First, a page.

BK's First Winsock Classes for TCP/IP

This page contains my first class using winsock for TCP/IP communications.

Searching for the right tutorial on creating winsock code in C++ was a nightmare. It took more than a week and a bunch of replies on MSDN forum before I found a decent set of instructions. That page is in the list of links above.

I started with the instructions and created a class for the server and the client along with a main() to drive each. If you need to add TCP to current C++ code this may help out.

Short digression: I did find another MSDN page with insructions on Winsock that I think are for asynchronous winsock. Here is the full link:
http://msdn.microsoft.com/en-us/library/bb530742(v=VS.85).aspx
I have not yet sucessfully built a class with following this web page. There is something that I am missing but will keep working.

Back to the working code. Each method returns a status. However, for simplicity I omitted all code in the main that checks the status. If you want to adapt this to your code, you will need to remove all the print statements, then use the status values in your code.

The six files that make up the two classes and applications have been placed on this site as html, so you can view them without downloading anything, and as a zip containing all code files. The files that have "server" as part of the name form the server class and a main to call and test the class. The files that have "client" as part of the name form the client class and a main to call and test the class.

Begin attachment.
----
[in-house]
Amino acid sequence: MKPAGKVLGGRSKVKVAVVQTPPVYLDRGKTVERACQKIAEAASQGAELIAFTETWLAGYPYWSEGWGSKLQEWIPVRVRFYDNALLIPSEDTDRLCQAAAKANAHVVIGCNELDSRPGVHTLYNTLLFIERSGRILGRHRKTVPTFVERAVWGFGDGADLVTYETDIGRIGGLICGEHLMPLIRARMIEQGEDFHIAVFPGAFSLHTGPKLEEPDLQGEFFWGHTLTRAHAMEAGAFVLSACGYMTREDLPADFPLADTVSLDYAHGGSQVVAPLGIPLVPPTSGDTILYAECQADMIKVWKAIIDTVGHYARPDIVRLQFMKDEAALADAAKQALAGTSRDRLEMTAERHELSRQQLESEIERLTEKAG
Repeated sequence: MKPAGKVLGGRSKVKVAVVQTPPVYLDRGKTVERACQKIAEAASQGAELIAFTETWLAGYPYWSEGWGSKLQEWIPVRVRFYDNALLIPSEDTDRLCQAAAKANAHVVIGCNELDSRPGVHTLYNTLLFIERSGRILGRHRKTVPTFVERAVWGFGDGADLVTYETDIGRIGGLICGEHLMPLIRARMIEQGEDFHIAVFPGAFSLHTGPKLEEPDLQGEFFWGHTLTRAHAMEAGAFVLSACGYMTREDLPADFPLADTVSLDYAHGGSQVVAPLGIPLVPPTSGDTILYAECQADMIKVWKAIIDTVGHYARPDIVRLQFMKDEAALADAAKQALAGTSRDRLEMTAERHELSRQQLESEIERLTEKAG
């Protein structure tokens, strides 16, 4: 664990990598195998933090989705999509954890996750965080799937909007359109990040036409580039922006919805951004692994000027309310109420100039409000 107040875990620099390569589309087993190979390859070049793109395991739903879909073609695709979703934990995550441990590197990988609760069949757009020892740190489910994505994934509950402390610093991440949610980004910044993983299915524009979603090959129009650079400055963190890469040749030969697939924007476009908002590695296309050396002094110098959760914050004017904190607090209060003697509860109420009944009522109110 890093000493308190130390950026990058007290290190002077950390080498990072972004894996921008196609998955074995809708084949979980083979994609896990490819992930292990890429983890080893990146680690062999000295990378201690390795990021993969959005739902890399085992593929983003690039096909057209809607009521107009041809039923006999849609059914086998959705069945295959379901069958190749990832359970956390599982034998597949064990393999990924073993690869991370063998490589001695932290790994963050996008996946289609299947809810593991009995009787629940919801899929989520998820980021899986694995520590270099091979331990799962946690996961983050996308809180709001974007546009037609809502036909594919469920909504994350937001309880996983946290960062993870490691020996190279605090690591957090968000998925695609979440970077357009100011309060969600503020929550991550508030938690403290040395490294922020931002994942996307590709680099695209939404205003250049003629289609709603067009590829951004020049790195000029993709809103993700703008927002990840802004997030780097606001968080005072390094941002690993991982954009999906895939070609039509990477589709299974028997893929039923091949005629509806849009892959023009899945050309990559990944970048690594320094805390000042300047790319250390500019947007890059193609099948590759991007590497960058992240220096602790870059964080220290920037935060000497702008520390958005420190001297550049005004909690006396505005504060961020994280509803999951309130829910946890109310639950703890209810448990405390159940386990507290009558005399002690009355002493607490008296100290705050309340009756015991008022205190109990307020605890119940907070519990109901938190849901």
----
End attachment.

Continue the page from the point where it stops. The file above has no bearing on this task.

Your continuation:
To compile and run the code do the following for the server file.

  1. Get a copy of each file on your computer.
  2. Create a new project and select Visual C++ -> Win32 -> Win32 Console Application.
  3. Select name for the Name and Solution Name. The names I selected were BK_Socket_Client and BK_Socket_Server.
  4. Select Finish or select Next then Empty project.
  5. Open the original main file and copy it all into your new main file. Replace everything that was there with the new code.
  6. Copy the two class files (cpp and h) into your project directory.
  7. In your Solution Explorer right click on Header File, add an existing item, and add the new header file.
  8. Then do the same for the source code file of the class. You should have two source files and one header file.
  9. You should be ready to build.
  10. After building client or server, start another copy of Visual Studio and build the other.

Once both applications have been built, start the server then the client. The server must be started first. When the client is started you can enter text into the client DOS window and send it to the server. The server will respond telling the client how many characters were received.

To end the process enter a single character in the client then return. Both applications will then go to the exit point and wait for a final enter key to close out.

NOTE: I cheated in posting the code on the pages. The source was copied and pasted into Microsoft Word, then saved as .htm files and copied to this site. Windows users can use ctl-a and ctl-c to copy the code directly from the web page into your application, but there will be extra blank lines between every line of code. The zip file contains just the source code. It is not a project and you get only the .h and .cpp files.

I used Visual Studio very lightly for two years then realized that it can be started several times. The server can be started in one copy of VS while the client is started in another. You can then trace through each in their own window at the same time.

And if you go to that extent even once, get a second montitor or a really wide one as can be had from Dell. The extra real estate is great. Once you go double you will never go back.

October 2010